• 0 avatar
      Paragon

      Well, as the saying goes, for some people it’s: Mopar Or No Car! The annual Mopar Nationals to be held at National Trail Raceway in the Columbus, Ohio area August 12-14, for those who might be interested. And, seriously, even non-Mopar folks often come and check-out the action. I can talk about it because I live in the area and have attended many times. You get to see all different vintages of old Mopars, but it is typically centered around the old musclecar-era cars.

  • avatar
    Grenade

    “Subaru Legacy? While it stands out by being the only all-wheel-drive car in the segment, the Legacy sells just once for every 2.5 Outbacks. Yes, Americans prefer the wagon. By far.”

    The Fusion is available AWD.

    I just did the opposite of this article. I had a crossover (08 Santa Fe) and went to a G37 sedan. Why? I fell asleep every time I drove the SF, and I found a low mileage 2012 G37 Sport with a 6 speed manual. I could not be happier.

    I lost my Class 2 tow hitch and AWD that the SF had, but I rarely used those items.

  • avatar
    FAHRVERGNUGEN

    Subaru already killed off half the Legacy when they axed the non-Outback wagon. I don’t want no stinkin’ Crosstrek, and I really don’t want no stinkin’ jacked up wagon; just make one more replacement in five years time for my LGT wagon.

  • avatar
    Chocolatedeath

    And what exactly is Mazda suppose to replace the 6 with anyway.THe CX9 is too big to be considered by some a replacement for it and the CX5 too small. They dont have a Murano/Edge size vehicle.
    IMO and bias.lol.
    The 6 is not going anywhere.

  • avatar
    Prado

    As long as typical midsize sedans continue to evolve, I do not see this class of vehicles going away anytime soon. Huge gains have been made stylistically over the past decade in many of these cars, with ‘coupe like’ profiles becoming more the norm. I absolutely love the way my Fusion looks. However there are still opportunities for increased functionality that no one is really embracing yet at the mainstream level. As another poster pointed out, the 5 door sedan has a lot of potential to fulfill both the styling AND functional demands of today’s consumer. Luxury makers like Tesla seem to embrace this with success. The BMW 4 series ‘sedan’ is another well executed 5 door. Hopefully the mainstream manufactures will get on board with this soon. It is an untapped market and in my opinion, the future of the sedan.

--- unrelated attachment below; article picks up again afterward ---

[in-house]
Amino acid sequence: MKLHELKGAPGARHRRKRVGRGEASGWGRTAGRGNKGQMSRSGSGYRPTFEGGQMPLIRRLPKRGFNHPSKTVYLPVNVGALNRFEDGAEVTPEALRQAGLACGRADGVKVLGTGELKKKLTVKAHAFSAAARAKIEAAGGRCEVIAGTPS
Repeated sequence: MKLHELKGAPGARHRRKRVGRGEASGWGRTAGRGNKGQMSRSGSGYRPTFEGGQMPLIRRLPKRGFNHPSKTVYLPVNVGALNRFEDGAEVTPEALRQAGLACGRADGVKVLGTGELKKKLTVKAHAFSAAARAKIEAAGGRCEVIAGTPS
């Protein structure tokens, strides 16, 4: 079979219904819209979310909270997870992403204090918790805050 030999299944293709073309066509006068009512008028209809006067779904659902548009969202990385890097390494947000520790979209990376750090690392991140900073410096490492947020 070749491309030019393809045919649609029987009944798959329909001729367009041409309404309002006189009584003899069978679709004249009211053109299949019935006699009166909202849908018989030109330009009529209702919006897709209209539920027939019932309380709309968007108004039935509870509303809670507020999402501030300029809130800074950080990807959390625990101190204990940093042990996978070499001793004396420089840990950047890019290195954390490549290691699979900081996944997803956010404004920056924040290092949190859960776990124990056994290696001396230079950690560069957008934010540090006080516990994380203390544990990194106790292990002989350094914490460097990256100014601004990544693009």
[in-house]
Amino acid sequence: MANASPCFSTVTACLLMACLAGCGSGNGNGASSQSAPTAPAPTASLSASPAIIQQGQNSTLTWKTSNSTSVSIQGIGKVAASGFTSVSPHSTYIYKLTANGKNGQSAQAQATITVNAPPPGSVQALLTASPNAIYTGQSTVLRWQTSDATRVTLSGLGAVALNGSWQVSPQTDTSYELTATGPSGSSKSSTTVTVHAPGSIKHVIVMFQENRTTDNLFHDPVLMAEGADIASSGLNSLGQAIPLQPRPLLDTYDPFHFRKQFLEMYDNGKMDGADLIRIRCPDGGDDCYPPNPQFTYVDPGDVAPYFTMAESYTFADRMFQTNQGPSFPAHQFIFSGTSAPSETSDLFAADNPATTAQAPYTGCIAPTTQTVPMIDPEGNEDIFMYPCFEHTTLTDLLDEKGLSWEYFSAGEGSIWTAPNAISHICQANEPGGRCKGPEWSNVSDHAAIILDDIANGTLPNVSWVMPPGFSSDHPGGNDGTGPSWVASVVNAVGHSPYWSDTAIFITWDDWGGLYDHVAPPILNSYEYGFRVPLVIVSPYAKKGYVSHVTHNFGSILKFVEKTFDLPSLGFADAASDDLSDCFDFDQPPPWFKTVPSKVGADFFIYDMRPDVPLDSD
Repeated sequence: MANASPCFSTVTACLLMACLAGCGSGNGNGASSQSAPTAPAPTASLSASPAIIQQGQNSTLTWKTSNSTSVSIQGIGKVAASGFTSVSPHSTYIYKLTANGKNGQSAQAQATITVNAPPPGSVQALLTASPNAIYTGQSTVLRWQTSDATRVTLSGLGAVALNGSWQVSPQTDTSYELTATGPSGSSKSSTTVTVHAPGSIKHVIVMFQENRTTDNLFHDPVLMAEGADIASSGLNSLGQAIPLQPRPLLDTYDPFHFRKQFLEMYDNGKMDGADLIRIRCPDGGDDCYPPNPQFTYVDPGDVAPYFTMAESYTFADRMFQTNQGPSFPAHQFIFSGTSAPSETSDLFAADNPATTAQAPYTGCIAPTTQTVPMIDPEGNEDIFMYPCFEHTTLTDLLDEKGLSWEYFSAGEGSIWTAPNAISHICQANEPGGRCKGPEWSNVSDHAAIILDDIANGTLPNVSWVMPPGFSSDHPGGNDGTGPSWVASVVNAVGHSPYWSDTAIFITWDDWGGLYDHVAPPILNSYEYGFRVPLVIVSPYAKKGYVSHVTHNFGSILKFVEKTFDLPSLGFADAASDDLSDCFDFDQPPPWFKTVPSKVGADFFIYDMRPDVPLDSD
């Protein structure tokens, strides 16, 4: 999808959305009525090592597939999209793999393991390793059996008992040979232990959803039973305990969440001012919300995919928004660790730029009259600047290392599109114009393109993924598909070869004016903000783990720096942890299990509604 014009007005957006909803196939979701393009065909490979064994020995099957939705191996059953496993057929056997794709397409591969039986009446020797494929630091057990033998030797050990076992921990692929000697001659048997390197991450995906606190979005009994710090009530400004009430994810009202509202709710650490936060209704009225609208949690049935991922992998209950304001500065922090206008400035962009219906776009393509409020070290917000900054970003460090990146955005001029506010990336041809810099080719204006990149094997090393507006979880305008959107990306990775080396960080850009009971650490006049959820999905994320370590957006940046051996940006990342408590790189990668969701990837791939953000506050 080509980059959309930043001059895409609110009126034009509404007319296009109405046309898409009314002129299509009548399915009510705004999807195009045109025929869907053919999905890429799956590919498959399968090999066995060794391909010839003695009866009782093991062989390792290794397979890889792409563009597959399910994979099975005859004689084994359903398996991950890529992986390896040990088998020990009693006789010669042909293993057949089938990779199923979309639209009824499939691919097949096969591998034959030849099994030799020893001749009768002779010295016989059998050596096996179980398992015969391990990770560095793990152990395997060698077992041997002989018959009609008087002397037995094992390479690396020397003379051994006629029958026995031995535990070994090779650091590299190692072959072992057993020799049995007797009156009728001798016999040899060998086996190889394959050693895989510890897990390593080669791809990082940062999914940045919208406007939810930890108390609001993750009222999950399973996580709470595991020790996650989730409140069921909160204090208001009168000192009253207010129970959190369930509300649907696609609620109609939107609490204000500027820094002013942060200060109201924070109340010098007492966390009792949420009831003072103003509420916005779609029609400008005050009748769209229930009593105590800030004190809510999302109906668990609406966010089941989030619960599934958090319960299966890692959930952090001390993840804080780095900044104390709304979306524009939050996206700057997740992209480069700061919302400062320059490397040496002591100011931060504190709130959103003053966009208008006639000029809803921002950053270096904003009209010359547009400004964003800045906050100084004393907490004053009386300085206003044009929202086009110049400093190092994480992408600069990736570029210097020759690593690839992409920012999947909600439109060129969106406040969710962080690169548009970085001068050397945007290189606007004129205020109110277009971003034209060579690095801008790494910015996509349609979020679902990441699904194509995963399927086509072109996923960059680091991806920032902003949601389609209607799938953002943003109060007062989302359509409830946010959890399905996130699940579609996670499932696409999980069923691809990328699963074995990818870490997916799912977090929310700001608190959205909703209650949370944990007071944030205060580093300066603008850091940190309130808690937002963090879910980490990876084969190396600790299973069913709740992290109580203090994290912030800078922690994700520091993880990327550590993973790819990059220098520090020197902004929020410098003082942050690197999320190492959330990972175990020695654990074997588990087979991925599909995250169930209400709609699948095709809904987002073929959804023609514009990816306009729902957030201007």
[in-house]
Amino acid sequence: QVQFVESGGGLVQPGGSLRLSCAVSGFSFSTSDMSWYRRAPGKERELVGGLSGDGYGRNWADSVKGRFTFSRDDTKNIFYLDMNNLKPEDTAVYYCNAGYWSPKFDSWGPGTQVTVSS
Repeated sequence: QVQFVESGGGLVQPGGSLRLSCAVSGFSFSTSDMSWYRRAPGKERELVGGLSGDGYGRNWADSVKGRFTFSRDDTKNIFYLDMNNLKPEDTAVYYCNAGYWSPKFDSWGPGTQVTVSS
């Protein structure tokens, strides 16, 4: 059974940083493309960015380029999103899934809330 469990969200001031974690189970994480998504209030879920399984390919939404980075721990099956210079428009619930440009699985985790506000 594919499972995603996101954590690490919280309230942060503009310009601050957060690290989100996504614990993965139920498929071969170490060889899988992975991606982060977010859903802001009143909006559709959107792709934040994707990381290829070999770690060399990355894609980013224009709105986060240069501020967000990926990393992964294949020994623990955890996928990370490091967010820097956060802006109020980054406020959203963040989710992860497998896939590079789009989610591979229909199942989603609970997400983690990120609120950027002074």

• avatar
    Jerome10

    Maybe I’m getting a bit old, but there is *something* about a sedan that just isn’t there in CUVs.

    And what I mean by that is as much as I love, say, the BMW X5….to roll around in a 5 series or 7 series, there is a presence on the road of a sedan that just can’t be captured in the shape of the X5. The sedan just ends up looking classier and more expensive, feels more special behind the wheel, for whatever reason. Probably like how old guys from the 60’s or 70’s still wish they could roll around in personal luxury coupes :P

    Maybe it doesn’t apply in the Honda/Nissan/Toyota/Mazda/Ford arena…

    Plus there is something highly annoying about cruising on the freeway in a CUV getting 23-24mpg knowing that you could be in a Camry or Accord, with the same engine, pulling low to mid 30’s. While being quieter, better handling, etc. And having luggage in its own compartment is nice too.

    I get the CUV room thing. I appreciate they work for people. I have utilized the extra space in family member’s CUVs, and its nice. But there is still something about a sedan, at least for me.

    I predict most of these vehicles on this list will still be around in 10 years.

    • 0 avatar
      gtemnykh

      ” cruising on the freeway in a CUV getting 23-24mpg knowing that you could be in a Camry or Accord, with the same engine, pulling low to mid 30’s. ”

      The early 2000s called, they want their fuel economy figures back!

      I’d say most mainstream compact CUVs (Rogue, CRV, Rav4, Forester, etc) will hit upper 20s pretty reliably on the freeway these days, but at the same time many midsize sedans from those brands are knocking on 35-37 mpg in real highway use, so you’re right the gap is still there. In the age of these low gas prices, it doesn’t seem to bother most people.